I attended the Ceres Power Holdings (LON:CWR) AGM earlier today, having been a modest holder for a few years.

Ceres Power is a UK based developer and licensor of solid oxide fuel cell technology. The company was spun out of pioneering research by Prof. Brian Steele at Imperial College and continues to develop and license significant world leading IP in the form of patents and trade secrets.

As an investment this is all about the future potential. It has a market cap of £357m and produces no profit. Any dividends are probably four or more years away. It has a StockRank of 27 and is classed as a Momentum Trap. So if that rules it out for you, move on now!

Fuel cells convert fuels such as natural gas or hydrogen into energy by combining them with an oxidant. If the cells are fuelled by hydrogen, the only products are energy and water - zero carbon power if the hydrogen is produced renewably. Ceres products can operate today on natural gas and switch over to hydrogen seamlessly as and when a hydrogen distribution network is built. Therefore after many years in development the technology and the company find themselves at the heart of addressing global concerns. Ceres themselves say they are surprised by the strength of interest and demand. Targeted markets include static Combined Heat and Power systems for data centres and other large buildings, range extender systems for buses and HGV’s, and EV charging stations. The solid oxide fuel cells are relatively heavy but cost effective to produce, being made from commercial grade steel and ceramics without any precious or scarce materials. They can complement renewable intermittent power generation, being suited to a decentralised grid and offering greater overall efficiency than traditional centralised gas turbines.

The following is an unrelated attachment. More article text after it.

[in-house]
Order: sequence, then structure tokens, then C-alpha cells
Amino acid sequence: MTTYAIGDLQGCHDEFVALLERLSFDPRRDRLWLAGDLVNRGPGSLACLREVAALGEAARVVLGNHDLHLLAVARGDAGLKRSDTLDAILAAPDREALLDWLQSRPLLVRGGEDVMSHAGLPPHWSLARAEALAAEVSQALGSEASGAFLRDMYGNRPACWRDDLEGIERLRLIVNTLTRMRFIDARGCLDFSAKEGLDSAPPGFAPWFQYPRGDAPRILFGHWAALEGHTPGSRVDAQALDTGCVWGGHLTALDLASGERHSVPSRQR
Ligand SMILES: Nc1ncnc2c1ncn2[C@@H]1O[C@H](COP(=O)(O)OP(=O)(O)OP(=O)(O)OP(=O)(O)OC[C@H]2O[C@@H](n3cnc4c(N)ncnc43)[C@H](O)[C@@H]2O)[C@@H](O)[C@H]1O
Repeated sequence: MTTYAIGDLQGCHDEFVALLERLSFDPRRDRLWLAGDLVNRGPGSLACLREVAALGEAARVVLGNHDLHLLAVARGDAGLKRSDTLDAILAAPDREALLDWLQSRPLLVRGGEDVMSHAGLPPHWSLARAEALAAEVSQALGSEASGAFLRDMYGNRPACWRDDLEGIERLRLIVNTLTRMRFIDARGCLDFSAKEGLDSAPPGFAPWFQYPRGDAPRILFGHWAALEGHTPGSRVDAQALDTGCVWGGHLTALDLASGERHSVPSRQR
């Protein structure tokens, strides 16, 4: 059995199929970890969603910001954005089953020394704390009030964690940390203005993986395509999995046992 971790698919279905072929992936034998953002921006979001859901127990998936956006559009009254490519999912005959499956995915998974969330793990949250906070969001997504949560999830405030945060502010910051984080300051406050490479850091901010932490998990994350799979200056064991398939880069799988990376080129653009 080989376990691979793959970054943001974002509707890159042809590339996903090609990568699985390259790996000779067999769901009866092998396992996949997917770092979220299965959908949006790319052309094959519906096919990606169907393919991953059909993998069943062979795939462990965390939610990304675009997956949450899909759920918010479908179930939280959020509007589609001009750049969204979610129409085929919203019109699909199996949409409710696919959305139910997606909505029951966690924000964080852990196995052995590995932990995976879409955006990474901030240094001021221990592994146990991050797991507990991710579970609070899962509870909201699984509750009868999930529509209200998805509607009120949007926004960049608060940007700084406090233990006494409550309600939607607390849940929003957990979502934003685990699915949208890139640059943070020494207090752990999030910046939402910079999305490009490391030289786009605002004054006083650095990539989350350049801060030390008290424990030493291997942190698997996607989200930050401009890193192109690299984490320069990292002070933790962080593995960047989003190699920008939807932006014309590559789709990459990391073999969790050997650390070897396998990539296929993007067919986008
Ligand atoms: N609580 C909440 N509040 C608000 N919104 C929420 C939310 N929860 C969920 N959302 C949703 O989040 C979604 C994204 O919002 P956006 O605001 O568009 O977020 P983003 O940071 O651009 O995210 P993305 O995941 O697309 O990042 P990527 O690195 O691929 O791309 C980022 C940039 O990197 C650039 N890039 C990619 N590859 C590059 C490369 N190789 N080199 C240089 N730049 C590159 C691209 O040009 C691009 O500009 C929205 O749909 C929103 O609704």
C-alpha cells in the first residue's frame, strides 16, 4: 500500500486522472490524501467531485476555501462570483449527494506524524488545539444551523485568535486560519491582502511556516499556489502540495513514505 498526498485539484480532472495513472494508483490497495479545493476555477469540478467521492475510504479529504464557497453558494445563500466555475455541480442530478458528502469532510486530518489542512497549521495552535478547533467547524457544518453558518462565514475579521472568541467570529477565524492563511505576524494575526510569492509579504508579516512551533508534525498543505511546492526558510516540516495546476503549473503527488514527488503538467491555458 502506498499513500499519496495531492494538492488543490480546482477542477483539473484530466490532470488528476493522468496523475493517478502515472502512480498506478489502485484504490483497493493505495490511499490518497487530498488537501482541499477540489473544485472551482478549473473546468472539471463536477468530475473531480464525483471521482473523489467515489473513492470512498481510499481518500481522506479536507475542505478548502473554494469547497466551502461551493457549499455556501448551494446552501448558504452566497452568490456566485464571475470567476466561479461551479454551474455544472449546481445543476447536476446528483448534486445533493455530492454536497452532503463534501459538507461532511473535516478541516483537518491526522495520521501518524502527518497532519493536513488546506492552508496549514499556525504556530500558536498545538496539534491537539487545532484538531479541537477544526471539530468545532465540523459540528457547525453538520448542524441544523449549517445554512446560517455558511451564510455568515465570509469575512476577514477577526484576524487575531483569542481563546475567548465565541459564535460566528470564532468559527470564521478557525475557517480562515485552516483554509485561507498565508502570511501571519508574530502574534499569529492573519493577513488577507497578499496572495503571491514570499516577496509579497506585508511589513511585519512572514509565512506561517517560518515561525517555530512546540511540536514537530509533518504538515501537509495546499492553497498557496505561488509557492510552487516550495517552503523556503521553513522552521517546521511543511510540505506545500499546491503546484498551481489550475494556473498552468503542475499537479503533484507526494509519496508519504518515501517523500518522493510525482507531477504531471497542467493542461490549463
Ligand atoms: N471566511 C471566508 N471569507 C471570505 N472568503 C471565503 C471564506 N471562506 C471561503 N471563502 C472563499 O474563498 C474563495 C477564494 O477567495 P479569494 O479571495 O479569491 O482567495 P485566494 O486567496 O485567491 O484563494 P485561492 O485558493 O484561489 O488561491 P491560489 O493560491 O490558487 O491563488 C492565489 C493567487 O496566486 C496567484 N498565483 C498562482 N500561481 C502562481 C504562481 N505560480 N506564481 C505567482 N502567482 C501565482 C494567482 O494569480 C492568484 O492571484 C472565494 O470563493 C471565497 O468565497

The business model is a licensing one. Ceres develop and license their technology to top-tier global partners like Bosch, Cummins, Honda, Doosan in South Korea, Weichai Power in China and Miura in Japan. To date they are loss making, although revenues have recently been doubling year on year and the losses are reducing. Income so far comes from joint development work with prospective partners and fees for technology transfer. Gross margins are around 50% for that work. As those partners move into production Ceres anticipate an inflection point in 3-4 years when they will be earning significant royalties at little…

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